A Tribute to William Castle
You know, there aren’t many gimmicks in movie theatres nowadays. Oh, of course there’s 3d…I’m sorry…’Real D’, and then who can forget the kid’s boxes you pay more for than popcorn, candy, and soda combined? But there was a time when going to the movies was more than just that. Specifically, this would be the time of William Castle, aptly known as the ‘KING OF GIMMICKS’.
House on Haunted Hill was one of my first William Castle films. Actually, it was one of my first horror films in general. His daughter would eventually co-produce the remake of this classic, but sadly without the gimmick (I should know, I saw the remake in theatres when I was ten.) When the film was shown in theatres, there was a climactic moment of a skeleton rising from a vat and pursuing the villainess until she found her own cruel demise. Right at this moment, a skeleton on wires would advance through the aisles to ‘terrorize’ the audience.
William Castle was a producer, director, writer, and even occasionally an actor. It’s not surprising he was somewhat influenced by Hitchcock, when you consider the myriad introductions he did to a few films, as well as little conclusions. The one for Mr. Sardonicus is a personal favorite of mine. If you have not seen the film, and do not want to know the ending, forego this video clip. It does somewhat give a few things away. Also skip the next paragraph.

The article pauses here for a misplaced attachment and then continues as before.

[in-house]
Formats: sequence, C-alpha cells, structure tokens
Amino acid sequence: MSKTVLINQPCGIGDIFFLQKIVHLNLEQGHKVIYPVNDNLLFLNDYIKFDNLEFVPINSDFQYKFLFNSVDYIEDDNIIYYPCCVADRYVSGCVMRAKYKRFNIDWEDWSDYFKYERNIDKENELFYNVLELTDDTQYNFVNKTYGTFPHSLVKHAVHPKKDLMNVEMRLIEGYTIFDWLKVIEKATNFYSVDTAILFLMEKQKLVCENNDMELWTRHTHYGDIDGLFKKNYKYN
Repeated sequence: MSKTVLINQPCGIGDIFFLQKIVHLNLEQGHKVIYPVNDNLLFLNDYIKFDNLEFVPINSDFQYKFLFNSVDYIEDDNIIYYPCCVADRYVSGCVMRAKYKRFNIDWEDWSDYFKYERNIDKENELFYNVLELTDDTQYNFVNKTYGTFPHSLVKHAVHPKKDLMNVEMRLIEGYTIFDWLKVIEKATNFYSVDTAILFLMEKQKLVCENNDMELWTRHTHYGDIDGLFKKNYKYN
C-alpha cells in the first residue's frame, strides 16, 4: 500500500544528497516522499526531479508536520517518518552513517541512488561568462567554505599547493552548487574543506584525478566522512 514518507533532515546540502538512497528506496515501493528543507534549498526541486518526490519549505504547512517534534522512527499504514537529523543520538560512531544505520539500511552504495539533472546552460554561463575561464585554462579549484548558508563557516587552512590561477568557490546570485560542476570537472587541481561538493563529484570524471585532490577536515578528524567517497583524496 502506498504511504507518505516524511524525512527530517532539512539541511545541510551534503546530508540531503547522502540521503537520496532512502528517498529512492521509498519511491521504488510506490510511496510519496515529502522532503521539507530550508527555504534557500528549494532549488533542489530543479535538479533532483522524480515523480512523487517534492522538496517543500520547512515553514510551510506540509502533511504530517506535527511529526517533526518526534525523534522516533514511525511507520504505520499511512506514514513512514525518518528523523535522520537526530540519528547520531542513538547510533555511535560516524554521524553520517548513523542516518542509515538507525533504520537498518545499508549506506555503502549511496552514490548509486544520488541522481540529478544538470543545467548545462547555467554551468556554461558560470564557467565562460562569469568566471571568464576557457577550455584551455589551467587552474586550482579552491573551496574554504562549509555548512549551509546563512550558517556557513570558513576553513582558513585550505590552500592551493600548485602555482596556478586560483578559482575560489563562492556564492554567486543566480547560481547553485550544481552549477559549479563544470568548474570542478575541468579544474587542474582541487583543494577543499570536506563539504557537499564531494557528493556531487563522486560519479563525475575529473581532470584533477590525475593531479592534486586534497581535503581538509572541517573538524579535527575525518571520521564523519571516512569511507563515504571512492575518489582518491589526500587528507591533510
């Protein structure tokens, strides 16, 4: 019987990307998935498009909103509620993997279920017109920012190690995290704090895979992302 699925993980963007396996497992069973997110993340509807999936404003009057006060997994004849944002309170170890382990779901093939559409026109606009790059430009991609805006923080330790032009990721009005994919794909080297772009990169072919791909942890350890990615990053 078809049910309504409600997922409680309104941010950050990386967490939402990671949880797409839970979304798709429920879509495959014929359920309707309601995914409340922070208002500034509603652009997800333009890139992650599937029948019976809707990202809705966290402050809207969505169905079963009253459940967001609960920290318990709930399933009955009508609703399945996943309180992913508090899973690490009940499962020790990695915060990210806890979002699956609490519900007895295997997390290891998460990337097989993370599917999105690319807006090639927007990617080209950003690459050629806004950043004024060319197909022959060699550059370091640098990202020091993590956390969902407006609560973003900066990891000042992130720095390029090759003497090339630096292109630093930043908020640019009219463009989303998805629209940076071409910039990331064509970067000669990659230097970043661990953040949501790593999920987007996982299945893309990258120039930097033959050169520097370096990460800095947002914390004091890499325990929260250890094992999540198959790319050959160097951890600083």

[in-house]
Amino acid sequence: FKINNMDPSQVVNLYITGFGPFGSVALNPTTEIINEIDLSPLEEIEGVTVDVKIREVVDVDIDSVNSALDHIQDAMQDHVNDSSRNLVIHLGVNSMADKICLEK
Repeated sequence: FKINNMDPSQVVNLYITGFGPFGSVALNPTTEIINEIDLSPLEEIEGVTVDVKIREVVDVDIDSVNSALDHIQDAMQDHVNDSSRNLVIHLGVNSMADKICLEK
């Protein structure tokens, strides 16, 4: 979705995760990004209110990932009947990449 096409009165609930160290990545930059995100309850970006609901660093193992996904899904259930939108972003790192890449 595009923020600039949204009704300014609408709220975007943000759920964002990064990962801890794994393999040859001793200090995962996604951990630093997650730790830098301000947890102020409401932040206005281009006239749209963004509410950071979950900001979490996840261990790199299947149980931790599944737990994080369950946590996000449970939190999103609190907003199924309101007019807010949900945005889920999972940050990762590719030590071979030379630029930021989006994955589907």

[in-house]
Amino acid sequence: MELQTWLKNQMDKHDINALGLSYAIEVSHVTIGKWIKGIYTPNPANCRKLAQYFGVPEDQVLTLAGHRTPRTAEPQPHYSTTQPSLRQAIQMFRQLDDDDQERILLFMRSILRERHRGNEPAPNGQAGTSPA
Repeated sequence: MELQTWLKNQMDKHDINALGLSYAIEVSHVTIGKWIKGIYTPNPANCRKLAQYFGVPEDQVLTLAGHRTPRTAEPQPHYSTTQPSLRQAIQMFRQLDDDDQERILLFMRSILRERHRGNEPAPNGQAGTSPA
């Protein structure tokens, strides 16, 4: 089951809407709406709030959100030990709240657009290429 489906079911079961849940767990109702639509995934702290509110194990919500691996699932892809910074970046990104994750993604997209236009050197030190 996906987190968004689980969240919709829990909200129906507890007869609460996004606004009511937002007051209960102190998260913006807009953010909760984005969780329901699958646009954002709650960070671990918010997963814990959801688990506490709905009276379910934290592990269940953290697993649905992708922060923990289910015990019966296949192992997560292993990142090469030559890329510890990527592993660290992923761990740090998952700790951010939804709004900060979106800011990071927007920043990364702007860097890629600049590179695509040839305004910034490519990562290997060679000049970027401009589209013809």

An awful lot of people debate whether an ‘alternate ending’ actually existed, because nobody ever really voted for Mr. Sardonicus to have a happy one. I don’t believe that alternate ending was actually filmed, because the…unhappy ending…is much more suiting.
I believe William Castle was brilliant, and not only for his games and surprises in the theatres, but because his movies were actually good (even without them.) Honestly, you don’t really get that with the few other films who’ve tried to do their own little surprises in theatres. I mean, as much as I love the Nightmare on Elm Street series, I’d be lying through my teeth if I said part 6 was an Oscar winner, with the special ‘3d’ moments, when you’d be able to see the dream demons properly through the magical dream glasses by the dream murderer’s daughter…it’s not dreamy.
Much like Orson Welles, Castle saw his career flourish from the very beginning in Hollywood..which makes sense, because they did work together in radio. Like Korman, he became an expert at making films fast under a budget. He was like Frankenstein’s monster of famous filmmakers.
A few other interesting gimmicks he came up with were as follows: buzzers in random seats for ‘The Tingler’, life insurance policies for ‘Macabre’ ($1000 dollars per audience member), a refund for pansies who couldn’t sit through ‘Homicidal’ complete with a coward’s certificate and an embarrassing march to a special booth, 3d glasses that would enable you to see the ghosts in 13 Ghosts, plastic axes for the audience seeing Strait-Jacket, seatbelts in some seats for ‘I Saw What You Did’…that one kinda falls short for me, but there’s only so many weird things you can do for your movies before the well runs dry.
He knew how to play his audience, whether he could see them or not, and I think when he passed away in 1977…good horror has never been the same.